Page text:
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Americanah
Americanah
Chimamanda Ngozi Adichie
Knopf, 2013
496 pp., $26.95

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Susan VanZanten


Off-Kilter Everywhere

From Nigeria to America.

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Editor's Note: The National Book Critics Circle Awards for 2013 were announced on March 13, 2014. The award for fiction went to Chimamanda Ngozi Adichie for her novel Americanah. Here is Susan VanZanten's review, which first appeared in the November/December 2013 issue of Books & Culture.

A door-stopper at almost 500 pages, Chimamanda Ngozi Adichie's new novel Americanah harbors an old-fashioned love story amidst sharp social commentary about the lives of young, affluent Nigerians and Americans. "Americanah" refers to Africans who have visited the United States and are enamored of all things American; the affected term suggests the way they lose their African accents to adopt American pronunciation and usage, and highlights the narrative's linguistic motif of difference. The ambiguities of being Americanah evoke both scorn and admiration in the mind of the protagonist and, perhaps, the author herself.

The acclaimed, prize-winning author of three previous books and winner of a MacArthur Foundation "Genius" award, Adichie earned an MFA in creative writing from Johns Hopkins and an ma from Yale in African Studies. She currently divides her time between Nigeria and the United States, and she has adcknowledged that some of the incidents in her latest novel stem from her own experiences. In April 2012, she was named as one of the 100 Most Influential People in the World by Time magazine, and she has given two well-received TED talks, the most recent one on being an African feminist.

Ifemelu, the protagonist of Americanah, is a beautiful, intelligent, outspoken Igbo young woman who comes to the U.S. to complete her college degree because of the strikes paralyzing the Nigerian educational system in the 1990s. After struggling to find employment with only a student visa and resorting to some desperate (and demeaning) measures, she takes a job as a nanny for a wealthy white family, who are alternately kind and paternalistic, sympathetic and tone-deaf. Within a few years, Ifemelu has achieved the American dream: graduating and obtaining a green card, writing a financially remunerative blog about race, holding a prestigious Princeton fellowship (as Adichie did), buying a fashionable condo, collecting a diverse assortment of academic and artistic friends, and living with a handsome black American who is a Yale professor. And yet, Ifemelu feels "cement in her soul" after thirteen years in America, a "dull ache of loss" associated with the sights, smells, tastes, language, food, and culture of her home, compounded with a secret conviction that she has never met a man the equal of Obinze, her first love.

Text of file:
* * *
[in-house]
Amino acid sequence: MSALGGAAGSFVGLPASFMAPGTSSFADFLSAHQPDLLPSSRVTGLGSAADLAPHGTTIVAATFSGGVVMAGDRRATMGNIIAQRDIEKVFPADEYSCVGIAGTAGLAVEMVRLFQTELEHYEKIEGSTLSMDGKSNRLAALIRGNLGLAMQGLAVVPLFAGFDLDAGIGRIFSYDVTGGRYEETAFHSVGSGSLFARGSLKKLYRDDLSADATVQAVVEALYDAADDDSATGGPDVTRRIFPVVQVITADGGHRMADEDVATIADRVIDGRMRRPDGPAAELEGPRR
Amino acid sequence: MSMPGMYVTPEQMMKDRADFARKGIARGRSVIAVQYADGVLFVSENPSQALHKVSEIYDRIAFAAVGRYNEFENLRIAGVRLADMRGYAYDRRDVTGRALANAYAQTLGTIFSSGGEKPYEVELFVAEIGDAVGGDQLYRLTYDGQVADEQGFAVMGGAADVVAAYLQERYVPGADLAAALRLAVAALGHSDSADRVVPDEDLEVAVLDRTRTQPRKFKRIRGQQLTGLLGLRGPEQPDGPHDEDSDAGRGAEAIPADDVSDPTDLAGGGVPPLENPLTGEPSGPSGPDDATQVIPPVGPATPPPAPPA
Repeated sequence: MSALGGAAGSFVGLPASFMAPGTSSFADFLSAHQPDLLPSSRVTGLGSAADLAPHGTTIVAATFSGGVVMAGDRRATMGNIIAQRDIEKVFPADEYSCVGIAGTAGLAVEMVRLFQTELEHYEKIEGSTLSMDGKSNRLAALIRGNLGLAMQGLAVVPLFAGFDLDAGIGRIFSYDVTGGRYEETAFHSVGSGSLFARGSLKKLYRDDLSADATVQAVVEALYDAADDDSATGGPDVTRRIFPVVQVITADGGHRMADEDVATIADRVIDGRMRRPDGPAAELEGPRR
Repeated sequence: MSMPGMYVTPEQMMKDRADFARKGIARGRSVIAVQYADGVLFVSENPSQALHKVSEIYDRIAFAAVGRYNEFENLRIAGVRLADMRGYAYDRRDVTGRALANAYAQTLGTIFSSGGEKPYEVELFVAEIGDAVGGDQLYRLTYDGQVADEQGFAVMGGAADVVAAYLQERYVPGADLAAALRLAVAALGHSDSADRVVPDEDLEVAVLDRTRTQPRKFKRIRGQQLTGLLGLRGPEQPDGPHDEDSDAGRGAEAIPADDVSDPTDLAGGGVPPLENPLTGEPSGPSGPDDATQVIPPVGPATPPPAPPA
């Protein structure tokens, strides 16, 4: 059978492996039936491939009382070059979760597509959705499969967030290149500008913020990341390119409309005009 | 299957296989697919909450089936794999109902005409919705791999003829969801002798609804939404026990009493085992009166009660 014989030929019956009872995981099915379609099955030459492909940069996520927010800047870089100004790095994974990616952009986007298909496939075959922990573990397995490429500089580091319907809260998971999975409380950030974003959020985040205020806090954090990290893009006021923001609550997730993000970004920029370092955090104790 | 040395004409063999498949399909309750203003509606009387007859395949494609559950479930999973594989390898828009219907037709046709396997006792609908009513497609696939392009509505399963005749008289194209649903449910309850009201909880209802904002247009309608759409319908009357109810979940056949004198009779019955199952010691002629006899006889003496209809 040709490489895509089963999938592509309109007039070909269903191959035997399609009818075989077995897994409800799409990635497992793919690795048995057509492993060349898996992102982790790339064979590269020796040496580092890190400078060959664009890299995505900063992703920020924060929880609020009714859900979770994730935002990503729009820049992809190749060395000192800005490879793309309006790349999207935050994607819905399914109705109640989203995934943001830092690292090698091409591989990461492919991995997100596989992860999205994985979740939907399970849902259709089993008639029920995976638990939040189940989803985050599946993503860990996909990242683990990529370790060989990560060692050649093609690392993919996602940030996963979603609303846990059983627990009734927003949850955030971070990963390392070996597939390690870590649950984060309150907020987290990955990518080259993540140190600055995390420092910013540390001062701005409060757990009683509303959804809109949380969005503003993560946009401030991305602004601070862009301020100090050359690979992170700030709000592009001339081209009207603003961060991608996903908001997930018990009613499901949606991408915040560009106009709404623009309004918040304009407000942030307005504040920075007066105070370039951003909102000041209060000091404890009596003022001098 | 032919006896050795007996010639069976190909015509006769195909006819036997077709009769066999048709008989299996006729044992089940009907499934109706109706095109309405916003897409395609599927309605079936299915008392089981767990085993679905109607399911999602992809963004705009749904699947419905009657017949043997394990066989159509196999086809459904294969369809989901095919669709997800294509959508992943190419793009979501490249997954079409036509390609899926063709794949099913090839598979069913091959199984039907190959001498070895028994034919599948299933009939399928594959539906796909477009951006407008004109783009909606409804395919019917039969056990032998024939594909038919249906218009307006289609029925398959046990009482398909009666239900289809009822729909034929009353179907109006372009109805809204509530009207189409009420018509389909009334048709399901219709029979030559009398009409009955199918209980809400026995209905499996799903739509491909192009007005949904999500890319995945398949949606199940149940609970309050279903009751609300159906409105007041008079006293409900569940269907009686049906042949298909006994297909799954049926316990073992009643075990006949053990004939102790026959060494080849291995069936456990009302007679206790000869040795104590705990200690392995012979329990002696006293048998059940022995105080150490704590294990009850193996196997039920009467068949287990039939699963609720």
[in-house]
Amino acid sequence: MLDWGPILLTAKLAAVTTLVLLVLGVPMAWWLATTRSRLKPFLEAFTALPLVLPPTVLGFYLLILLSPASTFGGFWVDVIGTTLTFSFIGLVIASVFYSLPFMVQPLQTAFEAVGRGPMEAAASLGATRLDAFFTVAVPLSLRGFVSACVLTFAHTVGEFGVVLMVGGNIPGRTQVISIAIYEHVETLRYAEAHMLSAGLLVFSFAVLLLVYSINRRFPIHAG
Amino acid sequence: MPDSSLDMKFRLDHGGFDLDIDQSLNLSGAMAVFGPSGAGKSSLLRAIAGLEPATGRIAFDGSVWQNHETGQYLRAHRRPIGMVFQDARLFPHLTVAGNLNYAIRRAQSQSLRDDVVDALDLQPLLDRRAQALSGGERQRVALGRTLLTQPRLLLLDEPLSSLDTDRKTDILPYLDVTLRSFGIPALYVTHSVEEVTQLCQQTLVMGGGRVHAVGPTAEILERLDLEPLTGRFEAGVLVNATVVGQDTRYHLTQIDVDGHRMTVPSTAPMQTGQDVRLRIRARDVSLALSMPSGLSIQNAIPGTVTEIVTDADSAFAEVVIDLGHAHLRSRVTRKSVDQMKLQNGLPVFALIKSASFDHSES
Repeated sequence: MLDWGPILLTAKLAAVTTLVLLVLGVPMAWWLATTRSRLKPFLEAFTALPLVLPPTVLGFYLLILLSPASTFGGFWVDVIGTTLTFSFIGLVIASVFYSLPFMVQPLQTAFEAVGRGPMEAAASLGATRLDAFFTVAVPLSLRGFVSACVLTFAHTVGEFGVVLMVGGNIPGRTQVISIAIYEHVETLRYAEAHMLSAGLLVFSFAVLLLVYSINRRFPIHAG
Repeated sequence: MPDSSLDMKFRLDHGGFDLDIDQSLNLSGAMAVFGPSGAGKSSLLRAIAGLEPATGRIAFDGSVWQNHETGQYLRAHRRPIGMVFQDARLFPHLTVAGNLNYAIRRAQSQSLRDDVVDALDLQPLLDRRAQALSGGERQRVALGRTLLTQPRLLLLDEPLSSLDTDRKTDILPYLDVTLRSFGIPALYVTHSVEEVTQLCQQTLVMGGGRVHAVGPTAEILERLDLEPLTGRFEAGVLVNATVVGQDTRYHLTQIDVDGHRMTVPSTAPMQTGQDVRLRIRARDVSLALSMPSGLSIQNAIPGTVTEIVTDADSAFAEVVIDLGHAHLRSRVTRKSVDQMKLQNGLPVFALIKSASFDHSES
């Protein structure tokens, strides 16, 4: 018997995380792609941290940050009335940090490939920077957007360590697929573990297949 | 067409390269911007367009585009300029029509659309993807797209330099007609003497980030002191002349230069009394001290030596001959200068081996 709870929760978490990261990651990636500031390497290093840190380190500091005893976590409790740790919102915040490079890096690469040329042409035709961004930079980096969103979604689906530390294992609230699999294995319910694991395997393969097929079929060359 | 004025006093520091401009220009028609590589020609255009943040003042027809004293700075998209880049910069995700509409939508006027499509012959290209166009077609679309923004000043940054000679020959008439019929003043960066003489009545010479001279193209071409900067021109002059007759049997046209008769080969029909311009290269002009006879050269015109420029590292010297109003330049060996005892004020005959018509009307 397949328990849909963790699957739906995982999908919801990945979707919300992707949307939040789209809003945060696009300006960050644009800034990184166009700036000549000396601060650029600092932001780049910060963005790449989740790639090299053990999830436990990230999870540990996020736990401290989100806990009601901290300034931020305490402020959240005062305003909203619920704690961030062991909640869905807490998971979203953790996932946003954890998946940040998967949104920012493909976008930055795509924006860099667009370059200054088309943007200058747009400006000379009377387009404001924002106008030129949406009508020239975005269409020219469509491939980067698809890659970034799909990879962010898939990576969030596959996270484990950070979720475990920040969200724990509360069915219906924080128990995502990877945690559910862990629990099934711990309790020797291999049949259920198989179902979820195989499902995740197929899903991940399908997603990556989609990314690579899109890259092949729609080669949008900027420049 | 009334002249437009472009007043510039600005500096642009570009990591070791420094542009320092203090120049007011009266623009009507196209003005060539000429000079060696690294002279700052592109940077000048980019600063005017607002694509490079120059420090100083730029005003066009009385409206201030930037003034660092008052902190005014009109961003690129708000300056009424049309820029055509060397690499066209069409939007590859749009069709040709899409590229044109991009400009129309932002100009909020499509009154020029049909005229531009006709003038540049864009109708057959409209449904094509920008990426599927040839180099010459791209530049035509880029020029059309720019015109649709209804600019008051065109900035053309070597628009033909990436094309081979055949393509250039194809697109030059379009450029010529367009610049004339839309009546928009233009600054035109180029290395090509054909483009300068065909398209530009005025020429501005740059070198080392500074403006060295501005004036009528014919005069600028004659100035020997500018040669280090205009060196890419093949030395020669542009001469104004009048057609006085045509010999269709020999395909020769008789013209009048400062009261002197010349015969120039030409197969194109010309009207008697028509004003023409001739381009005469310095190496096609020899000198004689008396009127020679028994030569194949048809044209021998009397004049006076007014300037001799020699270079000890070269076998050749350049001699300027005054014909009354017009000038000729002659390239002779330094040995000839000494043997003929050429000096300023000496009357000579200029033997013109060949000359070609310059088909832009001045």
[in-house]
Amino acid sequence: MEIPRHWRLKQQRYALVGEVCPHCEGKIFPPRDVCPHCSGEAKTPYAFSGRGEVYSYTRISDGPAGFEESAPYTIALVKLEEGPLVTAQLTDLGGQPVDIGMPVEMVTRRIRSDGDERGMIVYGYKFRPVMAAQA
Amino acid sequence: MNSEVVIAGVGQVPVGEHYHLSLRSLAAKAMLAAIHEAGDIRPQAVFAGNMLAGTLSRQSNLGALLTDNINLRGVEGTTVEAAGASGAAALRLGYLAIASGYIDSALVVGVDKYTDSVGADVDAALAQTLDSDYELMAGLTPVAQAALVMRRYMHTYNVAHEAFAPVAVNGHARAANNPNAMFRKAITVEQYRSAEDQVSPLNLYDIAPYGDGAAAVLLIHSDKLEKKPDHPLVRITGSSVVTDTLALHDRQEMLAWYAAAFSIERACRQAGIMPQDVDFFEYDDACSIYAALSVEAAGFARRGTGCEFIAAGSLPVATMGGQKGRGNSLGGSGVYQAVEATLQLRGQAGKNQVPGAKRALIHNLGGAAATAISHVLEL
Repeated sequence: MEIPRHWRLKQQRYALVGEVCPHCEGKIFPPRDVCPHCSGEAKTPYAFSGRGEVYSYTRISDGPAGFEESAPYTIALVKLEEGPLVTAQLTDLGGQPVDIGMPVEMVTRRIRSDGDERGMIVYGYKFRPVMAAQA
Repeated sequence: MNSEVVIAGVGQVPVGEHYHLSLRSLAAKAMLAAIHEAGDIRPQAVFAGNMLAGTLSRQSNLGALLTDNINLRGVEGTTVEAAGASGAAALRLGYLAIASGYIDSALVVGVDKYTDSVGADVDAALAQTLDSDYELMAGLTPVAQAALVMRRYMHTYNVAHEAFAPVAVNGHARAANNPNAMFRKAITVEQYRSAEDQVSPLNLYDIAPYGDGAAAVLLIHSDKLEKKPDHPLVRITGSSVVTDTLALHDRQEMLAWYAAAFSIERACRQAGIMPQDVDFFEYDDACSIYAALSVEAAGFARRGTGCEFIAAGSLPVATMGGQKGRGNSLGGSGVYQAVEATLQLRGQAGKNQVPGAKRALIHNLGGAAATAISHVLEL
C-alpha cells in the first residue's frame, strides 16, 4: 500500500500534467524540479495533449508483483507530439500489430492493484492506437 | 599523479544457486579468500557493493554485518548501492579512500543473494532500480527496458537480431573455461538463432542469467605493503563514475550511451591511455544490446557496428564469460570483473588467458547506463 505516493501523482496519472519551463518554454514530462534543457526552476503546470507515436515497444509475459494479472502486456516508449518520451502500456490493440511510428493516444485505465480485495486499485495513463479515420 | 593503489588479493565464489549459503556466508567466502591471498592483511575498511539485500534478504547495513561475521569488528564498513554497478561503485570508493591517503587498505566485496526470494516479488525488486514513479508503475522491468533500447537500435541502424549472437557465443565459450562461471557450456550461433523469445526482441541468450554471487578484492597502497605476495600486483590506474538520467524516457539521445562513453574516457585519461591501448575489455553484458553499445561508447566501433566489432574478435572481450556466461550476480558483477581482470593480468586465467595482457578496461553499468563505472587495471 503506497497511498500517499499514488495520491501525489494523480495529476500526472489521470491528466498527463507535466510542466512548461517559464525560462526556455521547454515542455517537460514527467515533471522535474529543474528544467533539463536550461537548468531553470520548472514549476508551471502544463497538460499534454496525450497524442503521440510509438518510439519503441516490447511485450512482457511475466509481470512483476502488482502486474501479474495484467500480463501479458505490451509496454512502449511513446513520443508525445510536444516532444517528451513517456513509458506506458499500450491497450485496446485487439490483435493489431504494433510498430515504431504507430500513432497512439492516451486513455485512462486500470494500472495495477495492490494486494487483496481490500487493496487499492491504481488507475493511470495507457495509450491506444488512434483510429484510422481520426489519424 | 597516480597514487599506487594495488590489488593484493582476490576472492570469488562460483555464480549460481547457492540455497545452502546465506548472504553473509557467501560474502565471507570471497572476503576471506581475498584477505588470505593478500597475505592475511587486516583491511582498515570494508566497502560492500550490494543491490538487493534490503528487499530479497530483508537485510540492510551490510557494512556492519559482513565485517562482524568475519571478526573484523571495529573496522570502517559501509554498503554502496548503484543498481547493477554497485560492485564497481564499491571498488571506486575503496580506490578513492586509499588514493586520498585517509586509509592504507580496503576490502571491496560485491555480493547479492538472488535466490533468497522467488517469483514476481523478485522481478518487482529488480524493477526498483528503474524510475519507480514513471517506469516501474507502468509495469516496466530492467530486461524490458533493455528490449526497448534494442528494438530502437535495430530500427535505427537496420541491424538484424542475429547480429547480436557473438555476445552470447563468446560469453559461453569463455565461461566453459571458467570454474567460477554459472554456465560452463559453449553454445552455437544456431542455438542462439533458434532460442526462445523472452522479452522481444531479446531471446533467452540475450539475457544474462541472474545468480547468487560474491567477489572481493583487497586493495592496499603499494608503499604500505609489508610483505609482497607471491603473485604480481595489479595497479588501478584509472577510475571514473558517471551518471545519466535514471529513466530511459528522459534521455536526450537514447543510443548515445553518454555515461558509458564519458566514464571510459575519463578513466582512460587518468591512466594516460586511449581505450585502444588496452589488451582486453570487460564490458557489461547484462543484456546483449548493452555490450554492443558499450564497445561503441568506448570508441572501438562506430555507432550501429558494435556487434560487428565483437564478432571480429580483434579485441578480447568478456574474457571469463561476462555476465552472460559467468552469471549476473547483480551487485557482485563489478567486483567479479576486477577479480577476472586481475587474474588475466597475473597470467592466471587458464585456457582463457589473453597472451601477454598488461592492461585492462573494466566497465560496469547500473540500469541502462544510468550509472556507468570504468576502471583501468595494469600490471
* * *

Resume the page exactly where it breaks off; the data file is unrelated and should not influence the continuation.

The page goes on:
In a series of flashbacks, many of which occur in an American hair-braiding salon employing African women from various parts of the continent, we follow Ifemelu through her teenage and college years in Nigeria, when she falls in love with Obinze, an Americanophile who knows everything there is to know about the United States—from its presidents to its television shows—and whose ultimate compliment is "You look like a black American." The third-person narration is focused primarily through Ifemelu, but it occasionally enters into Obinze's perspective, providing a sketch of a starkly different expatriate Nigerian life. Ironically, Obinze is unable to get an American visa, and his story takes him to London, where he cleans toilets and delivers appliances, giving 35 percent of his salary as a bribe in order to use the name and papers of another Nigerian. Desperate to remain in England, he pays several thousand pounds to some shady Angolans in order to arrange a marriage with a European Union passport holder. The day of the wedding, he's apprehended by immigration and deported. The passages about Obinze's life in London, parts of which first appeared in The New Yorker as a short story, are some of the most vividly rendered and deeply moving of the entire novel.

What Ifemelu discovers in America is that race matters. The color of her skin, the style of her hair, the lilt of her accent are all markers to which white Americans, black Americans, and other Africans respond in both predictable and unpredictable ways. Entries from her blog, Raceteenth or Various Observations about American Blacks (Those Formerly Known as Negroes) by a Non-American Black, are interspersed throughout the narrative and further depict the paradoxes and challenges of race in America. Skin color and hair styles play major roles in these entries.

Watching The Cosby Show and reading American magazines has not prepared Ifemelu for small but telling cultural differences: in the first chapter alone she thinks about the oddity of grown-up men eating ice cream cones, the peculiar American expression of "I know" that expresses agreement rather than knowledge, and the fact that "fat" was an insulting term in the U.S. While she and her boyfriend Blaine share an overwhelming joy in the election of Barack Obama, she is puzzled by Blaine's physical fitness regimen, commitment to buying organic produce, and social conscience: "Later, when she came to know of the letters he wrote to Congress about Darfur, the teenagers he tutored at the high school on Dixwell, the shelter he volunteered at, she thought of him as a person who did not have a normal spine but had, instead, a firm reed of goodness." Blaine's social concerns are not normal in some sense, and Ifemelu tires of his goodness.

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